This post is part of 30 Ways in 30 days to Redesign Your Life and Travel the World. This series seeks to give you the practical, real world steps you need to take to get from wherever you are, to exactly where you want to be– traveling the world and living the lifestyle you want.
To date, this series has been covering the lifestyle redesign involved in moving overseas or traveling long term. However, that’s not to imply that traveling is an all or nothing proposition. For many people, giving up their house or traveling year round isn’t the goal. Instead, perhaps you imagine summering in Greece or taking month long trips once or twice a year. How does this effect the planning process?
Breaking Free to Travel
Career-wise you can go two ways: quit your job every six months to take off to some far flung destination or find work flexible enough that you can schedule those same getaways. The first option isn’t rocket science- most college students have perfectly the work and dash lifestyle. However, getting a boss let you unplug and take off for 1/3 of the year will take significantly more finesse. That’s why you don’t want a boss.
There are a handful of seasonal jobs: school teachers, construction, landscaping, golf courses, tourism, university jobs etc. However, short of landing one of these temporal jobs, the chances of convincing your boss to let you take the summer off or to extend unpaid vacation as a job benefit are extremely low.
The best way to become a part-time digital nomad, is to become a full time one.
That means either starting your own business (as long as you can leave periodically), becoming a freelancer or getting a job where you work 100% remotely. For most of the year, you’ll live like every other digital nomad, except your location of choice will be your hometown.
While You’re Gone
Unlike a full-time digital nomad, you may be able to spend your traveling time work-free. Of course if you’re working for an employer remotely, this won’t be possible, but it’s not at all uncommon for the self-employed to travel sans assignments. On my travels, I’ve met many people in this situation… small business owners taking six weeks off to learn Spanish in Guatemala or the IT Guru that would work six months at $100/hr then take the rest of the year off. If you’re traveling full time you might be tempted to feel a bit sad for their short term plans, but as you’re banging away on your laptop during the day, they’re making the most of their travel time. Untethered, completely free and enjoying their time because of it’s finite nature, not despite it.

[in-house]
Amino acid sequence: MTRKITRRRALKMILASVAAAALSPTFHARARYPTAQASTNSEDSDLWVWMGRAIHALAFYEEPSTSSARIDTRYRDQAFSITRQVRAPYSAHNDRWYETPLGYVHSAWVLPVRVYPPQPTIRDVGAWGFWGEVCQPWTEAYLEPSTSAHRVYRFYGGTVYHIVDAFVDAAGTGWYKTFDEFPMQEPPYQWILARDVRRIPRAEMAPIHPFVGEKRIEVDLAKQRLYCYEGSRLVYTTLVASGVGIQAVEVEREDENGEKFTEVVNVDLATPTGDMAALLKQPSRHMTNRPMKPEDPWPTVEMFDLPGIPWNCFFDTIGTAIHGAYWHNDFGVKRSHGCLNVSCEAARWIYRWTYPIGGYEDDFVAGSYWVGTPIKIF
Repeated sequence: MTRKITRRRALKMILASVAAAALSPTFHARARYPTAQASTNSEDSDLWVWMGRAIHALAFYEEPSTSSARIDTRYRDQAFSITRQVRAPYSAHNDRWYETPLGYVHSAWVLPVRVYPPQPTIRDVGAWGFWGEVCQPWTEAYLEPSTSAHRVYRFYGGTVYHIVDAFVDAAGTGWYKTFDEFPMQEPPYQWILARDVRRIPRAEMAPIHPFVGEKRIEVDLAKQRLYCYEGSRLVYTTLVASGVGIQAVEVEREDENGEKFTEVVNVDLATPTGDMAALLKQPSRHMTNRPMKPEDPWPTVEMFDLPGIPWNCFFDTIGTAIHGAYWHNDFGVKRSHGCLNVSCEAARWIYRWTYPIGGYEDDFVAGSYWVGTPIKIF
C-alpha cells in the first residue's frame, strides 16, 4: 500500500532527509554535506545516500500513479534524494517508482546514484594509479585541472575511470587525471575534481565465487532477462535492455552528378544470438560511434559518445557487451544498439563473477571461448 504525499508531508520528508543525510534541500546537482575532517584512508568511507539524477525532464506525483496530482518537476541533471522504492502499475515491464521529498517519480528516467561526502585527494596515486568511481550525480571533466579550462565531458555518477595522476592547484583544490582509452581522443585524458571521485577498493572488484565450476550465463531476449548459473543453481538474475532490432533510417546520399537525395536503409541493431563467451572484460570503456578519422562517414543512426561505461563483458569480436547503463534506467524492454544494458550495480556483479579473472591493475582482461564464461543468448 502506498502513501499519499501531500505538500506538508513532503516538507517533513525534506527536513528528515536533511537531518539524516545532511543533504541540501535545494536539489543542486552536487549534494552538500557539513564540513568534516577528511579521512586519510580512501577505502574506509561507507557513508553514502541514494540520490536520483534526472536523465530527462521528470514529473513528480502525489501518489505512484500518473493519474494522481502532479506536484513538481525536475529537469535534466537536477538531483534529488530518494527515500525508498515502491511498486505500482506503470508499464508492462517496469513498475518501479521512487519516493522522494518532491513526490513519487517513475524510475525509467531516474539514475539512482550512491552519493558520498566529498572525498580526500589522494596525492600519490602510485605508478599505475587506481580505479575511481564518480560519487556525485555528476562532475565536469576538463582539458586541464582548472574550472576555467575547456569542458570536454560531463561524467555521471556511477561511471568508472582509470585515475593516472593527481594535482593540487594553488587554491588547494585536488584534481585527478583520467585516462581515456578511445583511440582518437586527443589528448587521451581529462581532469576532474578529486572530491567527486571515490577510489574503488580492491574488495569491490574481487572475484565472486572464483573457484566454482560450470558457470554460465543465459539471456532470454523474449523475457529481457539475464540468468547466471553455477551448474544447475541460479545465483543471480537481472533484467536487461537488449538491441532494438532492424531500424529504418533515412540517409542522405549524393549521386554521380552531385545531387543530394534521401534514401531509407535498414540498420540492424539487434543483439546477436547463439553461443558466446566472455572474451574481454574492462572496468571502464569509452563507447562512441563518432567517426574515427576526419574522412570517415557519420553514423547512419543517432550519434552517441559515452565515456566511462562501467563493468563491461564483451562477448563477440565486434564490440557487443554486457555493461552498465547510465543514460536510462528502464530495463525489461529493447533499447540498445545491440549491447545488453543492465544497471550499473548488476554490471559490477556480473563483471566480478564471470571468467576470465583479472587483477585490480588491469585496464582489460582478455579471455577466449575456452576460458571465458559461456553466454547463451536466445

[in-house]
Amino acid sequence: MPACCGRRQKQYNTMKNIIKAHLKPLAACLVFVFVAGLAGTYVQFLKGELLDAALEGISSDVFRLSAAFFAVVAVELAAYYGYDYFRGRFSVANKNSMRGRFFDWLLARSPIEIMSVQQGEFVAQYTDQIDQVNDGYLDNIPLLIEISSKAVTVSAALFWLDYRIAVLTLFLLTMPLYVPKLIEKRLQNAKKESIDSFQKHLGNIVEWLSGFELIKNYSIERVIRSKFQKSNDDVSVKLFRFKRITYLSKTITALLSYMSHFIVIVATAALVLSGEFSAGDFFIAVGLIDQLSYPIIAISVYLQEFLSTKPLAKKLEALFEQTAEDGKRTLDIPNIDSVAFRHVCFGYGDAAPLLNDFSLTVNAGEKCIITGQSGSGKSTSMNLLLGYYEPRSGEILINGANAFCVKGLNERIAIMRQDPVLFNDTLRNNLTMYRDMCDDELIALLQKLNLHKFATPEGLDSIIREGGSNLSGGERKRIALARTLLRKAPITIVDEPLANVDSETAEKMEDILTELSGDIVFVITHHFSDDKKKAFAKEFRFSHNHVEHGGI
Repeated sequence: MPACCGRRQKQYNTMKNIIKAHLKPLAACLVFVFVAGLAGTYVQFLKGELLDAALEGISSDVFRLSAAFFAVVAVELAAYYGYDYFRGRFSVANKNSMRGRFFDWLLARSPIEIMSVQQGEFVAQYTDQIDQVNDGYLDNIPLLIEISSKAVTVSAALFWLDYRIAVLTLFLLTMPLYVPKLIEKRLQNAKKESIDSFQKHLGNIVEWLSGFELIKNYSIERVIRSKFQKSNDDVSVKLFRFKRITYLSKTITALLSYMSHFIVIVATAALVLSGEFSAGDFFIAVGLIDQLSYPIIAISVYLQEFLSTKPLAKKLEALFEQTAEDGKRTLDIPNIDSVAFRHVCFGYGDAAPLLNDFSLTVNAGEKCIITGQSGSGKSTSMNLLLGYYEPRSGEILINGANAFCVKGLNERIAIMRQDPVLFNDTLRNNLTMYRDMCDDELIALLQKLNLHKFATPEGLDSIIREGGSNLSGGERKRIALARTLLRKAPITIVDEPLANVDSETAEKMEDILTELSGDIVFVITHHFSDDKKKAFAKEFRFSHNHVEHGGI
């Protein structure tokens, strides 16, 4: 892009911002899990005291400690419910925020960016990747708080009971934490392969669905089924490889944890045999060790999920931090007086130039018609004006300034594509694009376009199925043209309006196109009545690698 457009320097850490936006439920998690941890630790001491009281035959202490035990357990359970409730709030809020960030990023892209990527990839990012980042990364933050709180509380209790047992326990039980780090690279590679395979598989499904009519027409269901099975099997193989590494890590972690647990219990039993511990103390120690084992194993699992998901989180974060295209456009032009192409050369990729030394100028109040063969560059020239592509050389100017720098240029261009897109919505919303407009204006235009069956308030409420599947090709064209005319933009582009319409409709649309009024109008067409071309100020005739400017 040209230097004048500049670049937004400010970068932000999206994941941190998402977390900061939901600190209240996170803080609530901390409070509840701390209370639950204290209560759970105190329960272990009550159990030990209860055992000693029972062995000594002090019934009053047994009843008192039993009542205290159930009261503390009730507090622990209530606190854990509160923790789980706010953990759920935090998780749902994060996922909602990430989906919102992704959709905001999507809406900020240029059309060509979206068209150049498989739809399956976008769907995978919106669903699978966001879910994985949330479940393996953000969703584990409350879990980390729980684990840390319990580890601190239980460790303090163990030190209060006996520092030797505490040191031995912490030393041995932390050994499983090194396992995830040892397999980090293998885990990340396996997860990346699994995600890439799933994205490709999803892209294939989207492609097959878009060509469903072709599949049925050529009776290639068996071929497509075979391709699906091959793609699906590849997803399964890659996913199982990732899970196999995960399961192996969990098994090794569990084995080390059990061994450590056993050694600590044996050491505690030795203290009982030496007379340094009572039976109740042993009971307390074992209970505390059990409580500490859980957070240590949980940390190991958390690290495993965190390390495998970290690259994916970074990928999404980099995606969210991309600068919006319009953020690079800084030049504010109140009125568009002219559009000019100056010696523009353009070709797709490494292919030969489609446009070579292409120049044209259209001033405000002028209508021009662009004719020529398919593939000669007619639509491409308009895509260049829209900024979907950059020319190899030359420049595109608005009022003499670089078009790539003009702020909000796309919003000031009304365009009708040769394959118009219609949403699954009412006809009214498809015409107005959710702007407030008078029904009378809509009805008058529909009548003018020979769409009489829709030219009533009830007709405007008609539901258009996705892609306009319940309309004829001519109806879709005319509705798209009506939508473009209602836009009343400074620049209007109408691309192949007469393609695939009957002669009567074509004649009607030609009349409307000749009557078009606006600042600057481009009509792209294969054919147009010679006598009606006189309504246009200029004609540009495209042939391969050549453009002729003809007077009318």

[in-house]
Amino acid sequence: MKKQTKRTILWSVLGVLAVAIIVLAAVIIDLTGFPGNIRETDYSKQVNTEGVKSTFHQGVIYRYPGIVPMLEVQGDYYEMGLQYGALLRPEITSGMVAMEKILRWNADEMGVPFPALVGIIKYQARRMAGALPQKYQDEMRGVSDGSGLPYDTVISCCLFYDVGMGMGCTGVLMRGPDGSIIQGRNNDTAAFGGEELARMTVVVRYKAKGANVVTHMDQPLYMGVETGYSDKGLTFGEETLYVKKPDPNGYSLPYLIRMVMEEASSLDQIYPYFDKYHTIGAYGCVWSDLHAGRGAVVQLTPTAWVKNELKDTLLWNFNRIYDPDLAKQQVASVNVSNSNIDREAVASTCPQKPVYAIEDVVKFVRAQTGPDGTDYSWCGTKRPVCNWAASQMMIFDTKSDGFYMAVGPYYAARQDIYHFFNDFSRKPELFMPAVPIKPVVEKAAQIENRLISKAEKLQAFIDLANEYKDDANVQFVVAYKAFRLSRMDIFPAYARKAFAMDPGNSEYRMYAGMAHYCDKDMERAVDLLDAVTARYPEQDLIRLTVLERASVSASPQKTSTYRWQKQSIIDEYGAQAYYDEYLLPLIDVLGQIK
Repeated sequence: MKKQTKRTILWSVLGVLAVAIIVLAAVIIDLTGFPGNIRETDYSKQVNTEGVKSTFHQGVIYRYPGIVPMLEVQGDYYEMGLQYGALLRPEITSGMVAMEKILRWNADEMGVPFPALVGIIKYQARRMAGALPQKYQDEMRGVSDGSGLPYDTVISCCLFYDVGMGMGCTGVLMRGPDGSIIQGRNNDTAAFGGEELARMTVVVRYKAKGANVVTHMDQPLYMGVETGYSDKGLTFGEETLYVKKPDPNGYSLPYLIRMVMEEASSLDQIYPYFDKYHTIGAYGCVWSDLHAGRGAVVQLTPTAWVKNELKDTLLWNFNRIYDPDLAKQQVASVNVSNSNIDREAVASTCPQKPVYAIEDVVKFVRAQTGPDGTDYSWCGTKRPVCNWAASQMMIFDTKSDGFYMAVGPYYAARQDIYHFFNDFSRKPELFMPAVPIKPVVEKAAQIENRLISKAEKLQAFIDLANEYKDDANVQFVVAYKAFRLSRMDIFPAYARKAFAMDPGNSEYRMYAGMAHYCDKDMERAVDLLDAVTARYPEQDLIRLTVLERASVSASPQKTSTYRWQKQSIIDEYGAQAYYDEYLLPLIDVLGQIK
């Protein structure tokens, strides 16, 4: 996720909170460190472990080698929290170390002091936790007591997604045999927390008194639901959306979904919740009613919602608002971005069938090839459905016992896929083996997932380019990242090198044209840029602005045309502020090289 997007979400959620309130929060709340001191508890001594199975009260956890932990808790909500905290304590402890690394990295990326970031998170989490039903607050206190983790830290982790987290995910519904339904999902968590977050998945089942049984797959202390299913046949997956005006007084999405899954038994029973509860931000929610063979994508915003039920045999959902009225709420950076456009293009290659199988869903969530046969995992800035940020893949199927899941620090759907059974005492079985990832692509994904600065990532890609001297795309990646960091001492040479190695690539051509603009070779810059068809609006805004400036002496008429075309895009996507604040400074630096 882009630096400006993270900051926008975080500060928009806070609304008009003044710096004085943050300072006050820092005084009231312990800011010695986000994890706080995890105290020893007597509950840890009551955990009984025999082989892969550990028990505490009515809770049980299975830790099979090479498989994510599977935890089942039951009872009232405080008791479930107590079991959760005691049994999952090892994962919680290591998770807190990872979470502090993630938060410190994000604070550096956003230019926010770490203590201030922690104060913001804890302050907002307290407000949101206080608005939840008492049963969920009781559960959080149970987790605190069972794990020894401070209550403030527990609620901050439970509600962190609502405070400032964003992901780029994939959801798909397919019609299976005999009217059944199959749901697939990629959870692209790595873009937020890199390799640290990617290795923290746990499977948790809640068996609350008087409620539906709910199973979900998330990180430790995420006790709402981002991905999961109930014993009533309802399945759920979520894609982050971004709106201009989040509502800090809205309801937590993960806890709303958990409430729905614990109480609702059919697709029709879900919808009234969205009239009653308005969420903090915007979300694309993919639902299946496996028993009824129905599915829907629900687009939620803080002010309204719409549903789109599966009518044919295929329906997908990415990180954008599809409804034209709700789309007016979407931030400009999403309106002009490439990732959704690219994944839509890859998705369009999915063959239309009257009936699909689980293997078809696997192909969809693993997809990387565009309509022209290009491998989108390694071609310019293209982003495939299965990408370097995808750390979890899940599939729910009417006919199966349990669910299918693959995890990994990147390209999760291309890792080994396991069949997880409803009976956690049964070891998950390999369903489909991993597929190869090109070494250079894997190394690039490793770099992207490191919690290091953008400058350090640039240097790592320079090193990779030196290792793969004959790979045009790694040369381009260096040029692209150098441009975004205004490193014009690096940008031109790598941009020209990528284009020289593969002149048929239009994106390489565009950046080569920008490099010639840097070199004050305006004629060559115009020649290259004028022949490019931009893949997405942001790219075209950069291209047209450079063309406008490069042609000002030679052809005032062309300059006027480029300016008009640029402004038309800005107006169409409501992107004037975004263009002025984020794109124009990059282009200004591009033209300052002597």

The key is to create the systems before you go, so that your livelyhood doesn’t come to a screeching halt. If you own a business you need to plan from the beginning, to be able to confidently hand it over to someone else while you travel. If you’re a freelancer, then you need to be a strict time-master and be clear with your clients that you absolutely are not available during your scheduled travel times (you don’t need to tell them why, just be clear). Having a trusted freelancer that is willing to cover you during your away time is a good strategy to keep clients from straying too far. If you’re working seasonally, you may have the easiest time picking up and leaving. Just don’t be surprised if your coworkers are less than impressed with your healthy tan and travel stories when work picks up again.
Which is better? Full-time or part-time?
I have a theory that most full-time travelers eventually become part-time digital nomads (if they continue traveling). While traveling around the world for a year or five is wonderful, after a while most people settle down, at least a bit. That doesn’t necessarily mean they settle back home– perhaps they spent the winters somewhere warm and then travel, albeit more slowly, throughout the rest of the year. For someone planning their first big trip, I’d advise you not to worry about this too much. Most people travel for a full year before they start day dreaming about having their own bed and a place to put things–that’s bigger than just what they can carry.
Which is better? I always think people should travel as much and as far as feels good and no further. If you’re burned out, stop traveling. If you’re bored again, it’s okay to change plans and leave early. We’re all doing this and making incredible sacrifices–but it’s only worth it, if you love it.
1. The 4-hour work week. This book is recommended heavily by many travelers, but it’s really ideal for the part-time digital nomad. Tim Ferris focuses on the kind of travel we’re talking about here, but he calls them “mini-retirements”. He has plenty of advice on how to minimize your need for contact with your business while away.